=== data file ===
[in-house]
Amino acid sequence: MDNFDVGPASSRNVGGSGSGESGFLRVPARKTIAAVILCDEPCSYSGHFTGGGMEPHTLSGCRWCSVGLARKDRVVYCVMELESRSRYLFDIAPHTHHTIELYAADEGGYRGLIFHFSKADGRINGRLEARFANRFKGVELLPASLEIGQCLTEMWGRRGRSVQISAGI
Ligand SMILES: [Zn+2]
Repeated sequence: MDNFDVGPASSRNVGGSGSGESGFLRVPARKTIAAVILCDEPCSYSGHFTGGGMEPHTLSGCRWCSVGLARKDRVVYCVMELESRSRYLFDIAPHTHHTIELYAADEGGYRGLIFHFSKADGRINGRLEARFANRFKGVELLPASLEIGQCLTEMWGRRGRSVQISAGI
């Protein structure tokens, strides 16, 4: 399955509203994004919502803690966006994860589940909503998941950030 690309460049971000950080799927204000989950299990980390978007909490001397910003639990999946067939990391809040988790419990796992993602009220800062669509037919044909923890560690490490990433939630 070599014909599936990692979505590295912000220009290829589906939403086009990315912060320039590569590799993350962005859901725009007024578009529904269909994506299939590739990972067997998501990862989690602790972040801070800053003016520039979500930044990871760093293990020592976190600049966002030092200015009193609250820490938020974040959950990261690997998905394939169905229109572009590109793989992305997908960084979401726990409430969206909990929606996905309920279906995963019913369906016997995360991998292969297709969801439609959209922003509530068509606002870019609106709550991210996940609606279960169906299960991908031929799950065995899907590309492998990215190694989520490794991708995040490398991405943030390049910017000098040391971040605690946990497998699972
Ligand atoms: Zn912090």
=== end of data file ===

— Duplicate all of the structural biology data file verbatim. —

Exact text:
[in-house]
Amino acid sequence: MDNFDVGPASSRNVGGSGSGESGFLRVPARKTIAAVILCDEPCSYSGHFTGGGMEPHTLSGCRWCSVGLARKDRVVYCVMELESRSRYLFDIAPHTHHTIELYAADEGGYRGLIFHFSKADGRINGRLEARFANRFKGVELLPASLEIGQCLTEMWGRRGRSVQISAGI
Ligand SMILES: [Zn+2]
Repeated sequence: MDNFDVGPASSRNVGGSGSGESGFLRVPARKTIAAVILCDEPCSYSGHFTGGGMEPHTLSGCRWCSVGLARKDRVVYCVMELESRSRYLFDIAPHTHHTIELYAADEGGYRGLIFHFSKADGRINGRLEARFANRFKGVELLPASLEIGQCLTEMWGRRGRSVQISAGI
């Protein structure tokens, strides 16, 4: 399955509203994004919502803690966006994860589940909503998941950030 690309460049971000950080799927204000989950299990980390978007909490001397910003639990999946067939990391809040988790419990796992993602009220800062669509037919044909923890560690490490990433939630 070599014909599936990692979505590295912000220009290829589906939403086009990315912060320039590569590799993350962005859901725009007024578009529904269909994506299939590739990972067997998501990862989690602790972040801070800053003016520039979500930044990871760093293990020592976190600049966002030092200015009193609250820490938020974040959950990261690997998905394939169905229109572009590109793989992305997908960084979401726990409430969206909990929606996905309920279906995963019913369906016997995360991998292969297709969801439609959209922003509530068509606002870019609106709550991210996940609606279960169906299960991908031929799950065995899907590309492998990215190694989520490794991708995040490398991405943030390049910017000098040391971040605690946990497998699972
Ligand atoms: Zn912090």